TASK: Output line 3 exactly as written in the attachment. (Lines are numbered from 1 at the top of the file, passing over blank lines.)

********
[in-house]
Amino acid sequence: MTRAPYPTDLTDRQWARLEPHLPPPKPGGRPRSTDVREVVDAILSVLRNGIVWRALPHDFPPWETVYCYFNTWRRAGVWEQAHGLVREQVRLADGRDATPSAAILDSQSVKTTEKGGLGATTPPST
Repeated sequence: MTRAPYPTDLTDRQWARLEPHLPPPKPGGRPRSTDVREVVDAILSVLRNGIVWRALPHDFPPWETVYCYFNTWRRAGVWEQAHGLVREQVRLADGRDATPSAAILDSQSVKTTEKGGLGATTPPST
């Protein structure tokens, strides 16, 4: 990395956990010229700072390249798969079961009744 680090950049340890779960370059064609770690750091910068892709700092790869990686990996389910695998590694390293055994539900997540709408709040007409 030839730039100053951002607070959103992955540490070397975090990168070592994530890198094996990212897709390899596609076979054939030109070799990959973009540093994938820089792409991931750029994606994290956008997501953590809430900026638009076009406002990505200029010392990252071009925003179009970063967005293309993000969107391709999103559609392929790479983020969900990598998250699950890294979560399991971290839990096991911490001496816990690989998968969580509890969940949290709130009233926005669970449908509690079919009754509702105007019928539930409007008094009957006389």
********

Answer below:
Repeated sequence: MTRAPYPTDLTDRQWARLEPHLPPPKPGGRPRSTDVREVVDAILSVLRNGIVWRALPHDFPPWETVYCYFNTWRRAGVWEQAHGLVREQVRLADGRDATPSAAILDSQSVKTTEKGGLGATTPPST